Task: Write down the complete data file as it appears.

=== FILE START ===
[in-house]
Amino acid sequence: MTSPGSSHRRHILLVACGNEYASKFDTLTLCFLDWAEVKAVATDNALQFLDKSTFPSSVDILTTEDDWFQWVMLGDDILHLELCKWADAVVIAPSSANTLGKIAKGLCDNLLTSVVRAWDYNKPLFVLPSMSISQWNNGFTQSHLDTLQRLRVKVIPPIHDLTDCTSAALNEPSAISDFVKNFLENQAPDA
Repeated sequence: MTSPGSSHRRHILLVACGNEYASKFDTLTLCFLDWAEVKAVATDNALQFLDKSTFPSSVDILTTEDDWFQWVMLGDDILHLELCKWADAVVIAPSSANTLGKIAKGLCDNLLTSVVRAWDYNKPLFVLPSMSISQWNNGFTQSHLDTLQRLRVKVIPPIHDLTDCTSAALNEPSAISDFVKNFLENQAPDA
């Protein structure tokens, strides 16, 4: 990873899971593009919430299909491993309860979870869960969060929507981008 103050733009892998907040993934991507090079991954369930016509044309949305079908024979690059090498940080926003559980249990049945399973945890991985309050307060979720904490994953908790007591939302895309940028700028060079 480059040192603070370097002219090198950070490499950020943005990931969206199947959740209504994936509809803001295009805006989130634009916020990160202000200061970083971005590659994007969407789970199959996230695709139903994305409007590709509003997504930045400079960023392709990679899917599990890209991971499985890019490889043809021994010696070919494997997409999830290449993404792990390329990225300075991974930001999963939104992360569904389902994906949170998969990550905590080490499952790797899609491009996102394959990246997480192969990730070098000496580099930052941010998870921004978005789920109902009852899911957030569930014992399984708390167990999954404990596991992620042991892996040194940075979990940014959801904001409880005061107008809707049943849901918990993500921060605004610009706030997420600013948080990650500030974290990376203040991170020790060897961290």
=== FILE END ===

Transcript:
[in-house]
Amino acid sequence: MTSPGSSHRRHILLVACGNEYASKFDTLTLCFLDWAEVKAVATDNALQFLDKSTFPSSVDILTTEDDWFQWVMLGDDILHLELCKWADAVVIAPSSANTLGKIAKGLCDNLLTSVVRAWDYNKPLFVLPSMSISQWNNGFTQSHLDTLQRLRVKVIPPIHDLTDCTSAALNEPSAISDFVKNFLENQAPDA
Repeated sequence: MTSPGSSHRRHILLVACGNEYASKFDTLTLCFLDWAEVKAVATDNALQFLDKSTFPSSVDILTTEDDWFQWVMLGDDILHLELCKWADAVVIAPSSANTLGKIAKGLCDNLLTSVVRAWDYNKPLFVLPSMSISQWNNGFTQSHLDTLQRLRVKVIPPIHDLTDCTSAALNEPSAISDFVKNFLENQAPDA
């Protein structure tokens, strides 16, 4: 990873899971593009919430299909491993309860979870869960969060929507981008 103050733009892998907040993934991507090079991954369930016509044309949305079908024979690059090498940080926003559980249990049945399973945890991985309050307060979720904490994953908790007591939302895309940028700028060079 480059040192603070370097002219090198950070490499950020943005990931969206199947959740209504994936509809803001295009805006989130634009916020990160202000200061970083971005590659994007969407789970199959996230695709139903994305409007590709509003997504930045400079960023392709990679899917599990890209991971499985890019490889043809021994010696070919494997997409999830290449993404792990390329990225300075991974930001999963939104992360569904389902994906949170998969990550905590080490499952790797899609491009996102394959990246997480192969990730070098000496580099930052941010998870921004978005789920109902009852899911957030569930014992399984708390167990999954404990596991992620042991892996040194940075979990940014959801904001409880005061107008809707049943849901918990993500921060605004610009706030997420600013948080990650500030974290990376203040991170020790060897961290």